13. The method of claim 4 wherein, in addition to said additional vaporization, at least a portion of said retained liquid hydrocarbons in said unit when encountering said higher gas/liquid hydrocarbon ratios and higher gas temperatures undergoes mild thermal cracking to reduce the molecular weight of at least some of said retained liquid hydrocarbons thereby facilitating the vaporization of same and effecting good utilization of said feed stock as a source of vaporous hydrocarbon feed for said radiant section.
14. The method of claim 1 wherein said device is operated under controlled cavitation conditions such that the liquid in said device is exposed in localized areas to a temperature of at least about 800 F.
15. The method of claim 1 wherein at least one heated gas is introduced into said device to facilitate thermal cracking of liquid therein and enhance vaporization of liquid therein.
16. The method of claim 1 wherein said cavitation device employs a degree of cavitation of at least 0.1.
Description
BACKGROUND OF INVENTION

1. Field of Invention

This invention relates to the formation of olefins by thermal cracking of whole crude oil. More particularly, this invention relates to utilizing whole crude oil as a feedstock for an olefin production plant that employs a hydrocarbon cracking process such as steam cracking in a pyrolysis furnace.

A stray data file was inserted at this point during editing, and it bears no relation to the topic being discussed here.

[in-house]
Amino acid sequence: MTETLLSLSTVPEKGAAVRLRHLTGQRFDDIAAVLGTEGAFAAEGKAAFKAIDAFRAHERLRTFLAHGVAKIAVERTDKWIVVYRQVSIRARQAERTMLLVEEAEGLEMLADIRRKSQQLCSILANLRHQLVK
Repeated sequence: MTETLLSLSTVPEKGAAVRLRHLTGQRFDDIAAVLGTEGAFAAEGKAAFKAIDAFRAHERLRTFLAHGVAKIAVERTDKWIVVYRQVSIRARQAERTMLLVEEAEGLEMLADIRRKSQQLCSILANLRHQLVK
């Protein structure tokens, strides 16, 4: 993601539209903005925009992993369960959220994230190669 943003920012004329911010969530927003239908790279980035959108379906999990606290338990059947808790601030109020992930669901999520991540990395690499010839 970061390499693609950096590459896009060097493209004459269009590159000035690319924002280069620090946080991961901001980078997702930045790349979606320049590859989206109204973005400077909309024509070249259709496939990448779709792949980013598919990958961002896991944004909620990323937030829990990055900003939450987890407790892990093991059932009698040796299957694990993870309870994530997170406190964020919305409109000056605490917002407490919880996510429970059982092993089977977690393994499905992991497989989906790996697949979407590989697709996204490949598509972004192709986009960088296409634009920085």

2. Description of the Prior Art

Thermal cracking of hydrocarbons is a petrochemical process that is widely used to produce olefins such as ethylene, propylene, butenes, butadiene, and aromatics such as benzene, toluene, and xylenes.

Basically, a hydrocarbon feedstock such as naphtha, gas oil or other fractions of whole crude oil that are produced by distilling or otherwise fractionating whole crude oil, is mixed with steam which serves as a diluent to keep the hydrocarbon molecules separated. The steam/hydrocarbon mixture is preheated to from about 900 F. to about 1,000 F., and then enters the reaction zone where it is very quickly heated to a severe hydrocarbon cracking temperature in the range of from about 1,450 F. to about 1,550 F.